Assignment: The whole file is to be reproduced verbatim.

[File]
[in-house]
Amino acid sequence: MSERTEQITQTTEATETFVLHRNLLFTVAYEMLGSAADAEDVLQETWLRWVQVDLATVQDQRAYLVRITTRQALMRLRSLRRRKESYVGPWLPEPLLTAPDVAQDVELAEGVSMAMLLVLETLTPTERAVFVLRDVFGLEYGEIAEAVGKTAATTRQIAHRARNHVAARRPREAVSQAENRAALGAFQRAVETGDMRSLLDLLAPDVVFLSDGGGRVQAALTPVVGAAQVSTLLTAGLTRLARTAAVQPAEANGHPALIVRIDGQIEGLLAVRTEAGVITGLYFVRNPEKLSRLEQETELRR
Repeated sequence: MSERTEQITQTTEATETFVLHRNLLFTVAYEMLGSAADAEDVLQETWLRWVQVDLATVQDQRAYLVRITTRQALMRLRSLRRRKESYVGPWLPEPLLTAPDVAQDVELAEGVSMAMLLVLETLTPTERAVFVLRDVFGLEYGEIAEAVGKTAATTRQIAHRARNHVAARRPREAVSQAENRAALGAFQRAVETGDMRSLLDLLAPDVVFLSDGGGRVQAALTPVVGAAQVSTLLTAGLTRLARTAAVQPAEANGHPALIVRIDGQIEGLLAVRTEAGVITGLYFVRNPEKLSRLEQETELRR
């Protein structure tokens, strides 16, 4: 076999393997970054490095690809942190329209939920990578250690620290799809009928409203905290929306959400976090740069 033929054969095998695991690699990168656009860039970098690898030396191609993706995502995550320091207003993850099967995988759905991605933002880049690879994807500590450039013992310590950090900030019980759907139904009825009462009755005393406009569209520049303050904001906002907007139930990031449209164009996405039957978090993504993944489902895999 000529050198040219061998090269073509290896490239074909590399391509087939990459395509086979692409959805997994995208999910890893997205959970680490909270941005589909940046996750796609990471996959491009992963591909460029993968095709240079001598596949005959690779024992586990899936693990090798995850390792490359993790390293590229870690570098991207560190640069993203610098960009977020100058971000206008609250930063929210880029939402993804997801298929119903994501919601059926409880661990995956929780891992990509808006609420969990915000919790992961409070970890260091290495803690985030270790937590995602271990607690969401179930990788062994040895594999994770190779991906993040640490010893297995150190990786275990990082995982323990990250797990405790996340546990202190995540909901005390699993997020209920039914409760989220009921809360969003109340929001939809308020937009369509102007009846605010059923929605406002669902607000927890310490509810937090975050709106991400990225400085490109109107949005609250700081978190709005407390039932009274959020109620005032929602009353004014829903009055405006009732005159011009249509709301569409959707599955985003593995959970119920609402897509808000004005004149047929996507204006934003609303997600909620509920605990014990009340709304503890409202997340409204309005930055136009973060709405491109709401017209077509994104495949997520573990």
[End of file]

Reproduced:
[in-house]
Amino acid sequence: MSERTEQITQTTEATETFVLHRNLLFTVAYEMLGSAADAEDVLQETWLRWVQVDLATVQDQRAYLVRITTRQALMRLRSLRRRKESYVGPWLPEPLLTAPDVAQDVELAEGVSMAMLLVLETLTPTERAVFVLRDVFGLEYGEIAEAVGKTAATTRQIAHRARNHVAARRPREAVSQAENRAALGAFQRAVETGDMRSLLDLLAPDVVFLSDGGGRVQAALTPVVGAAQVSTLLTAGLTRLARTAAVQPAEANGHPALIVRIDGQIEGLLAVRTEAGVITGLYFVRNPEKLSRLEQETELRR
Repeated sequence: MSERTEQITQTTEATETFVLHRNLLFTVAYEMLGSAADAEDVLQETWLRWVQVDLATVQDQRAYLVRITTRQALMRLRSLRRRKESYVGPWLPEPLLTAPDVAQDVELAEGVSMAMLLVLETLTPTERAVFVLRDVFGLEYGEIAEAVGKTAATTRQIAHRARNHVAARRPREAVSQAENRAALGAFQRAVETGDMRSLLDLLAPDVVFLSDGGGRVQAALTPVVGAAQVSTLLTAGLTRLARTAAVQPAEANGHPALIVRIDGQIEGLLAVRTEAGVITGLYFVRNPEKLSRLEQETELRR
């Protein structure tokens, strides 16, 4: 076999393997970054490095690809942190329209939920990578250690620290799809009928409203905290929306959400976090740069 033929054969095998695991690699990168656009860039970098690898030396191609993706995502995550320091207003993850099967995988759905991605933002880049690879994807500590450039013992310590950090900030019980759907139904009825009462009755005393406009569209520049303050904001906002907007139930990031449209164009996405039957978090993504993944489902895999 000529050198040219061998090269073509290896490239074909590399391509087939990459395509086979692409959805997994995208999910890893997205959970680490909270941005589909940046996750796609990471996959491009992963591909460029993968095709240079001598596949005959690779024992586990899936693990090798995850390792490359993790390293590229870690570098991207560190640069993203610098960009977020100058971000206008609250930063929210880029939402993804997801298929119903994501919601059926409880661990995956929780891992990509808006609420969990915000919790992961409070970890260091290495803690985030270790937590995602271990607690969401179930990788062994040895594999994770190779991906993040640490010893297995150190990786275990990082995982323990990250797990405790996340546990202190995540909901005390699993997020209920039914409760989220009921809360969003109340929001939809308020937009369509102007009846605010059923929605406002669902607000927890310490509810937090975050709106991400990225400085490109109107949005609250700081978190709005407390039932009274959020109620005032929602009353004014829903009055405006009732005159011009249509709301569409959707599955985003593995959970119920609402897509808000004005004149047929996507204006934003609303997600909620509920605990014990009340709304503890409202997340409204309005930055136009973060709405491109709401017209077509994104495949997520573990």